It's a pattern that's very transferable and has happened at a number of schools, although the Benning Elementary closure is certainly extreme -- Rhee uses this method for decisions great and small, because it's very effective: you've essentially bought time by making promises you have no intention of keeping, but by the time the community figures that out, they're fractured, shocked, and dismayed by your astounding duplicity.
Here's what happened at the end of last school year at Benning, a school suffering from deteriorating facilities and low enrollment (who wants to send his or her child to a school where the roof leaks?):
In an elegant white jacket, she [Rhee] walked the dimly lighted corridors and soiled carpets with Fenty and a platoon of cameras, chatting up students and teachers, promising to fix what ailed Benning. Fenty (D) picked the Northeast Washington school for Rhee's debut, aides said, because it crystallized many of the technical and academic challenges she would face.
Act I, the photo-op. The promises to fix the school. Fast forward to the end of the school year, and Benning Elementary is being closed:
A year after Rhee's whirlwind tour, the leaky roof remains, as does most of the worn-out carpet that kindergartners sit on each day. Other things got better, teachers and staff say. For the first time on Principal Darwin Bobbitt's three-year watch, the school had math and reading coaches, as well as an art teacher. All classroom teachers got new computers. Although maintenance personnel weren't able to fix the school's cranky air conditioning, they were far more responsive when it went down, staff members said.
In other words, fix the things that can move, like the computers and the personnel. Allow the students to spend each day on filthy rugs under unsound roofs, because all along Rhee knew her promises to keep Benning open were simply shell-game shuffles, designed to placate the parents committed, despite all its failings, to their neighborhood school.
Act II, then, begins with signs of improvement -- new computers, more academic support -- yet the larger structural problems remain unaddressed. That is classic rising tension...it reminds me in ways of Ibsen's An Enemy of the People, in which the town's outward signs of economic success are belied by the poisons whose eventual discovery will compromise that economic recovery.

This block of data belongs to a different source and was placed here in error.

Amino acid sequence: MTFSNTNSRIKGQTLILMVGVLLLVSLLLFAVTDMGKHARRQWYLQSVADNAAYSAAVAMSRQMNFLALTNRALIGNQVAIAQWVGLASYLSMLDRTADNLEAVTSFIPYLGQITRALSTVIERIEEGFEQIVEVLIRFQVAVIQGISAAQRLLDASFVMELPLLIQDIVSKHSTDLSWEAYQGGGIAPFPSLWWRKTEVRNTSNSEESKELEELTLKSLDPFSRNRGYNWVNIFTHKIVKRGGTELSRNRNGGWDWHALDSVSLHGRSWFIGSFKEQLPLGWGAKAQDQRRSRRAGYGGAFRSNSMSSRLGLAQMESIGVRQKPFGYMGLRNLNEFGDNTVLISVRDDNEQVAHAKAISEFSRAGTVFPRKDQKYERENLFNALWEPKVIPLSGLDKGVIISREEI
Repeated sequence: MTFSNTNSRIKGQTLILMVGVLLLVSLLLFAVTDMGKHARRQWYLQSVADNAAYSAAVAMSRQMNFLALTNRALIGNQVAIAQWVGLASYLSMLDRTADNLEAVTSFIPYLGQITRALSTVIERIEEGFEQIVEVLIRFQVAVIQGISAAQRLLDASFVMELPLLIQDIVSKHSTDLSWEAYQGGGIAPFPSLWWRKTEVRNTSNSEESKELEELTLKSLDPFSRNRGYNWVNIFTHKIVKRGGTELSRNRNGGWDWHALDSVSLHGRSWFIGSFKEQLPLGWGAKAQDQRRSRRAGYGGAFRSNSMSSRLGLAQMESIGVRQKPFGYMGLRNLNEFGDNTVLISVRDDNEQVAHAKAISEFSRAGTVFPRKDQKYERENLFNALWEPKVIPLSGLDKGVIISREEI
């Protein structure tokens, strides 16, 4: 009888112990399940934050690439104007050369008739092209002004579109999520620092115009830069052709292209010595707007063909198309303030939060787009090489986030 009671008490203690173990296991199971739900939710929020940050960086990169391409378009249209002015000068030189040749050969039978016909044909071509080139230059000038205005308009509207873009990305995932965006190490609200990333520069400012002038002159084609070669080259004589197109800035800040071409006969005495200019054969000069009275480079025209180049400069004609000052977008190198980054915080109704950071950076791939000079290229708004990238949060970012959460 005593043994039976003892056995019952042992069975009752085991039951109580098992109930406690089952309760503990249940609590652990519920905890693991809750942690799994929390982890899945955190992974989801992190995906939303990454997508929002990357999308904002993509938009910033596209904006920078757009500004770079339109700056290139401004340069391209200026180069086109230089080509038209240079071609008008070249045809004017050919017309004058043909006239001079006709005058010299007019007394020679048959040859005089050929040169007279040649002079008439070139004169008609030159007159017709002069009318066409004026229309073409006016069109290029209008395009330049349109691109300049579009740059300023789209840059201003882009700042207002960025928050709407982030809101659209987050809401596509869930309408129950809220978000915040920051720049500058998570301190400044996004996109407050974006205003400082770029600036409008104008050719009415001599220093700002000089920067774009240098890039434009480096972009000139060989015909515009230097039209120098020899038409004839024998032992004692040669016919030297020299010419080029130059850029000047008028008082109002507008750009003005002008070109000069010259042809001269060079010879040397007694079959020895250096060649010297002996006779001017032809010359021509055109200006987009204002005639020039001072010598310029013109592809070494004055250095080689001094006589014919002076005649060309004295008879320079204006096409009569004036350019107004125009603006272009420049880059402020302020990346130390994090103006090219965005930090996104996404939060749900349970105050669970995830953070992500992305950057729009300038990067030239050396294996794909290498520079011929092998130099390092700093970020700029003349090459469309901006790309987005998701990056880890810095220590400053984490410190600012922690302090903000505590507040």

Act III, and this is a 3 Act play, comprises the climax and denoument so far. Rhee drops the hammer. Parents are stunned:
"What can I say? My word means nothing," said Tamika Jackson, mother of a second-grader. Like many Benning parents interviewed, she said she is looking to charter schools as an alternative.
Another of Rhee's goals accomplished: public school parents leaving the system for charter schools, those quasi-public institutions that believe they shouldn't be beholden to public oversight even as they swill at the public trough...
The play would not be complete, however, without Rhee's protestations that she did no wrong, broke no promises:
Rhee said she does not recall complaints about the roof, but tried to make what improvements she could. She said she does remember being impressed with Bobbitt, calling him a strong leader, and eventually offered him the principal's job this fall at Malcolm X Elementary in Southeast. As for the closing, she said it was unavoidable.Bobbitt, for his part, retains a role in Rhee's next production and is understandably grateful, since Rhee has been replacing more successful principals with her friends and associates.
And that's the story so far, a sad tale of raised and dashed hopes, of promises unkept, and of the miscreants escaping justice. I fought the law and the law won, as the song goes.
I'm want to see the ending rewritten, perhaps expanded out to a five act, in which Rhee's hubris finally encounters sustained community solidarity, and she's held to account, made to justify her actions, and unable to do so, is summarily deposed by the mayor...or perhaps we will have to wait, like Fortinbras, for a final tragedy to clear the way for rejuvenation...